Gardening on a Budget

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Landscaping a yard can be an expensive endeavor. However it doesn’t need to be. There are a few ways you can save money and establish a bird-friendly garden at the same time. We have put together some tips to help you achieve your gardening goals whilst saving some money:

Get it right the first time

The easiest and quickest way to loose money on your garden is for your plants to wither up and die because you have selected the wrong plants for your place or you haven’t taken care of them in those first critical months.

Do your research – know the characteristics of your garden and find out about the types of plants suitable to the climate and soil you have. Ensure that you mulch the new plants well and you keep up the water to them initially (at an appropriate level for the variety you have planted). Don’t plant during extreme weather (middle of summer or the middle of winter) to avoid unnecessary stress on the plants.

Start small

Don’t think you have to plant out your entire garden in one weekend, or even one year. Start with a small patch of your garden and plant it densely rather than spreading a few plants over a large area. Remember, small birds need density so this planting regime will encourage them into your garden much quicker than a sparsely planted one. Remember you don’t need to start from scratch (in fact it is better if you don’t) – add to what is already existing in your garden and let new plants establish before you even think about removing anything. This is better for the birdlife and also better for the aesthetics of your garden.

Tubestock

They may look small, but tubestock (young plants in small tube containers) will grow quickly and often establish better quality root systems than larger and more expensive plants. They are also considerably cheaper than larger plants. But always check out the quality of the tubestock  (or any plant in general) before you buy it. Look for plants with no flowers (you want them initially putting their energy into growing in your garden rather than flowering), healthy foliage and without long damaged roots hanging out of the base of the pot.

Go local

Plants that are locally native to your area (that is, they were found there before we developed the land) are suited to the climatic conditions and usually will grow well. Get a hold of a locally native plant list from your Local Council and do your research on the types of natives available. These lists will often give you important information such as the height the plant will grow and what wildlife it will attract.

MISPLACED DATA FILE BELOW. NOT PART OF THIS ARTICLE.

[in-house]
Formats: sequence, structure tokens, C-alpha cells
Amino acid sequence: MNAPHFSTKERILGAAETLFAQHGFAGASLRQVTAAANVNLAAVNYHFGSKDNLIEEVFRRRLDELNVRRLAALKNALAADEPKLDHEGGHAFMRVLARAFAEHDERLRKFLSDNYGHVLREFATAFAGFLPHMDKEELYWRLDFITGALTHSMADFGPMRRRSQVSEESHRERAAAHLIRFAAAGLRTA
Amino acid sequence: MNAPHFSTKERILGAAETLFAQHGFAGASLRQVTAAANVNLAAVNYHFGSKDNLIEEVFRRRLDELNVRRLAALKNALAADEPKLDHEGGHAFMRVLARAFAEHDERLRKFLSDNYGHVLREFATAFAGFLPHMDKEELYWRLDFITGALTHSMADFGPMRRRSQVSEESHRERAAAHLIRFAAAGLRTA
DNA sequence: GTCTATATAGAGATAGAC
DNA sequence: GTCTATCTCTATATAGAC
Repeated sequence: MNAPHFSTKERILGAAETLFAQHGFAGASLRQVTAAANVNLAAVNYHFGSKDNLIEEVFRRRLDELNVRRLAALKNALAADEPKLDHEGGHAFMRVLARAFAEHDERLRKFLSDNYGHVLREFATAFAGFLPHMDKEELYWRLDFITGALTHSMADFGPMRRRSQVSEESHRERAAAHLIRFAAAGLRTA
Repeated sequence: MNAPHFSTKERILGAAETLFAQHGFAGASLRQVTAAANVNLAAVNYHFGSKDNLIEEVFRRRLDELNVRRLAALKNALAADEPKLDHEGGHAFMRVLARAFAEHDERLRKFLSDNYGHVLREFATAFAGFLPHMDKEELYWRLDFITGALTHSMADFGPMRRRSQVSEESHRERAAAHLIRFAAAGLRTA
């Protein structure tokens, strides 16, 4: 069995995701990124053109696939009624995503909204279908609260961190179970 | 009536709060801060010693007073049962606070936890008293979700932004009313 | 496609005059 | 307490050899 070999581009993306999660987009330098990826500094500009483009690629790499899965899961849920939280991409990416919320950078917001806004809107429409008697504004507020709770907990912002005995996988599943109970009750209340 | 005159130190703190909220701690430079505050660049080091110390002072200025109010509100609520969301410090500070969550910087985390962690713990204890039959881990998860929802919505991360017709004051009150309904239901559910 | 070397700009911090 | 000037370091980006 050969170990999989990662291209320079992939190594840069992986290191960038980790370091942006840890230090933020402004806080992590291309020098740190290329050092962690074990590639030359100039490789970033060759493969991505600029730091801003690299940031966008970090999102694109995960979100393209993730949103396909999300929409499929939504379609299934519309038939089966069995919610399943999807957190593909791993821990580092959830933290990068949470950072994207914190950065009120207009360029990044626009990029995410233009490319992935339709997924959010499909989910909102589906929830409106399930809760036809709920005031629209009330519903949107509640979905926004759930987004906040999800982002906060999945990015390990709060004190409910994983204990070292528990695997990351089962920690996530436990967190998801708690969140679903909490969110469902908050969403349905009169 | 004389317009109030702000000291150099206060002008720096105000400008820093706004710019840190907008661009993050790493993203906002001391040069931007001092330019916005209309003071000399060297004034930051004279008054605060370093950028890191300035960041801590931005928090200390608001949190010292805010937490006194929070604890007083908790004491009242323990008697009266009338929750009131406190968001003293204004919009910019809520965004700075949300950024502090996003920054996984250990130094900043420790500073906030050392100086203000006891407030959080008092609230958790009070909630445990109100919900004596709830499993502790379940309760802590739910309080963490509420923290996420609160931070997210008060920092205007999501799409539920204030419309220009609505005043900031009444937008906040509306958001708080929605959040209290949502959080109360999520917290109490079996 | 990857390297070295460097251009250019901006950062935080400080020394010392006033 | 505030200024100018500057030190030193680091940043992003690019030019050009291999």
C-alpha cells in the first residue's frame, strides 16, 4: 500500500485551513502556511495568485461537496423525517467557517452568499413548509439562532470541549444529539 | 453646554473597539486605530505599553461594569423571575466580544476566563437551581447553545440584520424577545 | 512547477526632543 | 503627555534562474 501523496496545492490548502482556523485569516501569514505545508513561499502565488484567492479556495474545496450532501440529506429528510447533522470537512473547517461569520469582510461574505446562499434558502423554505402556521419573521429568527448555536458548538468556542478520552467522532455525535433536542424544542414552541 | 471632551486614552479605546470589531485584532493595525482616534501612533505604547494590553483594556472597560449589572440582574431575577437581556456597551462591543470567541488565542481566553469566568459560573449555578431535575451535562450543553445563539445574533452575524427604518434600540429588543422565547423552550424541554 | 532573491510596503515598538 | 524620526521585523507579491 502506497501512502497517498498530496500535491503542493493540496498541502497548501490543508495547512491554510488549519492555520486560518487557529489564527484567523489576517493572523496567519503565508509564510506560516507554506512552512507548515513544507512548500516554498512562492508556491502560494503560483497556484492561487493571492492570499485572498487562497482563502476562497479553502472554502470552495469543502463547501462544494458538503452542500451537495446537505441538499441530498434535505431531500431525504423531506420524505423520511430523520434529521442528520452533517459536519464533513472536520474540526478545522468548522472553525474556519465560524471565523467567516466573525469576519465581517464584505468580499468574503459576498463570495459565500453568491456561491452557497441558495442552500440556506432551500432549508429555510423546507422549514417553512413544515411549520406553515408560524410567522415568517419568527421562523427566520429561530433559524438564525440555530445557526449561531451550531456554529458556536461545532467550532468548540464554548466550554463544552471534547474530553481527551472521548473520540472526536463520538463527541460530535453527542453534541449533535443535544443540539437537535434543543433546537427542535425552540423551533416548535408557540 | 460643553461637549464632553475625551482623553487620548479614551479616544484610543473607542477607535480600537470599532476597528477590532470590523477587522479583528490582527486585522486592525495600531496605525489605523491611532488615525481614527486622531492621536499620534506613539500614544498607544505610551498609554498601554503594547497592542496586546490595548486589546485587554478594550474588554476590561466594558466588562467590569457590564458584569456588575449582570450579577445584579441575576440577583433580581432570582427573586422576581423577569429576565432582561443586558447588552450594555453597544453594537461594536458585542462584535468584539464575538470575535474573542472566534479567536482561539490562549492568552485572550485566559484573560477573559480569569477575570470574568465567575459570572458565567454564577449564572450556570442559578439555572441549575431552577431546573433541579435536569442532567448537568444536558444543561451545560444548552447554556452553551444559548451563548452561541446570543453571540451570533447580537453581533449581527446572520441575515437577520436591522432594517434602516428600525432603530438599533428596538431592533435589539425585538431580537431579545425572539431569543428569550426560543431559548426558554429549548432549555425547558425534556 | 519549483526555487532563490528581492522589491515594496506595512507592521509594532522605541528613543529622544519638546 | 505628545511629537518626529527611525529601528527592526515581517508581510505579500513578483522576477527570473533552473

Your Local Council will also be able to direct you to your nearest native nursery. Tubestock at these nurseries is usually much cheaper than larger chain nurseries and the stock is fresher as they have less stock to care for. Nowadays a lot of councils also have their own nurseries and offer plants to rate payers either free or at a discount rate. They also often have special sales at different times of the year. Enquire about discounts for buying in bulk as well. 

Remember native plants require less attention, fertilizers and chemicals - all saving you costs. Avoiding pesticides will encourage insect activity and provide a great food source for many birds.

Recycle

Your garden can make wonderful use of scraps lying around your house and yard:

  • Who doesn’t have a spare plant saucer lying around? Instant bird bath! It can be placed on the ground if you don’t have pets in your yard, fixed on a post for pedestal bath or suspended from a tree limb. Check out our bird bath page for an easy guide to putting out a bird bath.
  • Get a hold of old timber pallets or off cuts to build a nest box yourself – there are nest box dimensions available for free here. For the cost of some nails and screws you can have a fantastic place for hollow-nesting birds to live in.
  • Try using old tires or timber sleepers to create garden beds.
  • We all know about composting - recycle your food scraps by turning it into compost and using it on your garden. Don't forget to also collect fallen leaves and lawn clippings to add to the compost and to use as mulch on the garden.
  • Water costs are skyrocketing so anything you can do to cut down on using the hose is a good thing - mulch, use wetting agents and install a rainwater tank to use to save money in the long run.

 

By using even some of the tips outlined above you will achieve 2 important goals - saving money and creating a garden that birds, and other wildlife, will love.

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